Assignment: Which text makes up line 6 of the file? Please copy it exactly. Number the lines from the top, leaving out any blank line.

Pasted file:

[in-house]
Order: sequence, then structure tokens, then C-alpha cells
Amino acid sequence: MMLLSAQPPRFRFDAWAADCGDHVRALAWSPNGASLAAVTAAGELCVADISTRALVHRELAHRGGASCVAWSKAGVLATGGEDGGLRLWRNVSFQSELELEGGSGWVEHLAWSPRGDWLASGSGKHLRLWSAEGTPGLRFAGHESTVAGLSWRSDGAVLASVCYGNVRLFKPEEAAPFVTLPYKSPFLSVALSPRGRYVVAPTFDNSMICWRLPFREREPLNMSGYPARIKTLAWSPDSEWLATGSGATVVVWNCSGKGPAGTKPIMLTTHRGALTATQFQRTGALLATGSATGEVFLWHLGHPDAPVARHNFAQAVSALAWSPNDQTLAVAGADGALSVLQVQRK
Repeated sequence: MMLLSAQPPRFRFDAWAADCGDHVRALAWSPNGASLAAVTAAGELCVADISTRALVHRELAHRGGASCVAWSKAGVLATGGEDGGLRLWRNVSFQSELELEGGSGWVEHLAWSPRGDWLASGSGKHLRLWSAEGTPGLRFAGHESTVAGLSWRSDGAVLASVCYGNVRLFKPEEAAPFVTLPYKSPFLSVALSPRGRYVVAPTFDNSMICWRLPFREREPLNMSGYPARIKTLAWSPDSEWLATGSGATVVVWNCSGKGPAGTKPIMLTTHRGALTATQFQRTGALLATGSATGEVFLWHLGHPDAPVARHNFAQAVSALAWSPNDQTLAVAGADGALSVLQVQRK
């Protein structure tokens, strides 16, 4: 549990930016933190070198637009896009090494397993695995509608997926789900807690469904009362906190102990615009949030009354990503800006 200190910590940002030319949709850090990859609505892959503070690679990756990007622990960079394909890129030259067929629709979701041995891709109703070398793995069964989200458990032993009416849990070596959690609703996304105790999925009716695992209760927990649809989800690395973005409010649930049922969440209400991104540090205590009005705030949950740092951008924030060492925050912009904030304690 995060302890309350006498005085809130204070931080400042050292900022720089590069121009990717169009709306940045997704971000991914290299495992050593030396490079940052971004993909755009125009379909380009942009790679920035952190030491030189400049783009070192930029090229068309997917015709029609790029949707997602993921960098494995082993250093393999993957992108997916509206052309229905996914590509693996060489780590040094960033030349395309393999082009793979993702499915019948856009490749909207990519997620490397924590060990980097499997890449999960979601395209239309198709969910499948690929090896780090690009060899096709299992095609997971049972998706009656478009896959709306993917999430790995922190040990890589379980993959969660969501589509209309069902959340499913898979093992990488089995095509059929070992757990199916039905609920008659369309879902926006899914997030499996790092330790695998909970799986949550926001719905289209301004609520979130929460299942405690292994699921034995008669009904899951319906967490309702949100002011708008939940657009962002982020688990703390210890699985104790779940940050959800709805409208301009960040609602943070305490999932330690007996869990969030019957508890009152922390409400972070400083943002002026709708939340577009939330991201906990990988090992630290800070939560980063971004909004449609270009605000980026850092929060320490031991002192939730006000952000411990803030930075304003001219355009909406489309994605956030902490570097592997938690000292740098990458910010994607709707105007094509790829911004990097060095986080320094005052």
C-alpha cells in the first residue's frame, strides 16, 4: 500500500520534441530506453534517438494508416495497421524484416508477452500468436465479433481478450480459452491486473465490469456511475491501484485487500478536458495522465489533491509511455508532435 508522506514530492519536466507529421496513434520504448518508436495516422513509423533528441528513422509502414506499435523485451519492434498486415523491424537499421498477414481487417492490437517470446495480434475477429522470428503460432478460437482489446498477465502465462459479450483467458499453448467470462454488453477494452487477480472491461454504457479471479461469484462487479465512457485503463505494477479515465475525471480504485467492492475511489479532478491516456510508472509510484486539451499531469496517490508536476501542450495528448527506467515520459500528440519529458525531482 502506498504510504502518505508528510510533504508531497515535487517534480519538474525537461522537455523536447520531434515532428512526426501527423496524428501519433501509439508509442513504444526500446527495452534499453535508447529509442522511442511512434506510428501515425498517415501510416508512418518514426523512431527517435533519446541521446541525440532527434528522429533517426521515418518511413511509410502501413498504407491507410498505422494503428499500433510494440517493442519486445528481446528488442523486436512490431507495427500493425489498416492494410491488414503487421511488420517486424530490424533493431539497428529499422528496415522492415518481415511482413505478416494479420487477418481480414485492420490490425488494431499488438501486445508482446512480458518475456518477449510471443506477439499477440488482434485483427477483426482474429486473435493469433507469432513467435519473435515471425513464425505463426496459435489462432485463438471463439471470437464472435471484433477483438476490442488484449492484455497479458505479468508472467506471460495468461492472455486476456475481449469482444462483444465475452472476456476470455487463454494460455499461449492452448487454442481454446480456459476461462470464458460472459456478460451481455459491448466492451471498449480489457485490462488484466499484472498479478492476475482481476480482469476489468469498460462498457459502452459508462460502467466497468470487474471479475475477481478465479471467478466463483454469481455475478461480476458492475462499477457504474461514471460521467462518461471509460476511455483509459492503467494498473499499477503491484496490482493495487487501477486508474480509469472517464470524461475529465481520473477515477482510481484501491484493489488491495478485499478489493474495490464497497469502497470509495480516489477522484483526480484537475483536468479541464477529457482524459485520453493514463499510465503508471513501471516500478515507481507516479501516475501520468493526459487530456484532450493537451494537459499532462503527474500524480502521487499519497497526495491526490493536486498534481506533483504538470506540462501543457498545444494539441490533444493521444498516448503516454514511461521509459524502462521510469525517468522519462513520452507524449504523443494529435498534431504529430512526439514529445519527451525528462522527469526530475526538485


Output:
C-alpha cells in the first residue's frame, strides 16, 4: 500500500520534441530506453534517438494508416495497421524484416508477452500468436465479433481478450480459452491486473465490469456511475491501484485487500478536458495522465489533491509511455508532435 508522506514530492519536466507529421496513434520504448518508436495516422513509423533528441528513422509502414506499435523485451519492434498486415523491424537499421498477414481487417492490437517470446495480434475477429522470428503460432478460437482489446498477465502465462459479450483467458499453448467470462454488453477494452487477480472491461454504457479471479461469484462487479465512457485503463505494477479515465475525471480504485467492492475511489479532478491516456510508472509510484486539451499531469496517490508536476501542450495528448527506467515520459500528440519529458525531482 502506498504510504502518505508528510510533504508531497515535487517534480519538474525537461522537455523536447520531434515532428512526426501527423496524428501519433501509439508509442513504444526500446527495452534499453535508447529509442522511442511512434506510428501515425498517415501510416508512418518514426523512431527517435533519446541521446541525440532527434528522429533517426521515418518511413511509410502501413498504407491507410498505422494503428499500433510494440517493442519486445528481446528488442523486436512490431507495427500493425489498416492494410491488414503487421511488420517486424530490424533493431539497428529499422528496415522492415518481415511482413505478416494479420487477418481480414485492420490490425488494431499488438501486445508482446512480458518475456518477449510471443506477439499477440488482434485483427477483426482474429486473435493469433507469432513467435519473435515471425513464425505463426496459435489462432485463438471463439471470437464472435471484433477483438476490442488484449492484455497479458505479468508472467506471460495468461492472455486476456475481449469482444462483444465475452472476456476470455487463454494460455499461449492452448487454442481454446480456459476461462470464458460472459456478460451481455459491448466492451471498449480489457485490462488484466499484472498479478492476475482481476480482469476489468469498460462498457459502452459508462460502467466497468470487474471479475475477481478465479471467478466463483454469481455475478461480476458492475462499477457504474461514471460521467462518461471509460476511455483509459492503467494498473499499477503491484496490482493495487487501477486508474480509469472517464470524461475529465481520473477515477482510481484501491484493489488491495478485499478489493474495490464497497469502497470509495480516489477522484483526480484537475483536468479541464477529457482524459485520453493514463499510465503508471513501471516500478515507481507516479501516475501520468493526459487530456484532450493537451494537459499532462503527474500524480502521487499519497497526495491526490493536486498534481506533483504538470506540462501543457498545444494539441490533444493521444498516448503516454514511461521509459524502462521510469525517468522519462513520452507524449504523443494529435498534431504529430512526439514529445519527451525528462522527469526530475526538485